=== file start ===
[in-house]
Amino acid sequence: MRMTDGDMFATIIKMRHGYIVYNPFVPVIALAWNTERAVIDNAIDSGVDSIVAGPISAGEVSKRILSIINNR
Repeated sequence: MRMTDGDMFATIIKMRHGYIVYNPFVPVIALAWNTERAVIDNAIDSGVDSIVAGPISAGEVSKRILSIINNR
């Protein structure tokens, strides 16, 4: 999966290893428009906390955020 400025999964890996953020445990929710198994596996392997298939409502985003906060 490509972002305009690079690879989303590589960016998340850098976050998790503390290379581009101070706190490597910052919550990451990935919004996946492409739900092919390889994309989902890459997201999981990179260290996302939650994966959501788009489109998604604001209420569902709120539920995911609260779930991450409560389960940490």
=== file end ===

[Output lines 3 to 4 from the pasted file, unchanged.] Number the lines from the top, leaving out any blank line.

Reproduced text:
Repeated sequence: MRMTDGDMFATIIKMRHGYIVYNPFVPVIALAWNTERAVIDNAIDSGVDSIVAGPISAGEVSKRILSIINNR
């Protein structure tokens, strides 16, 4: 999966290893428009906390955020 400025999964890996953020445990929710198994596996392997298939409502985003906060 490509972002305009690079690879989303590589960016998340850098976050998790503390290379581009101070706190490597910052919550990451990935919004996946492409739900092919390889994309989902890459997201999981990179260290996302939650994966959501788009489109998604604001209420569902709120539920995911609260779930991450409560389960940490």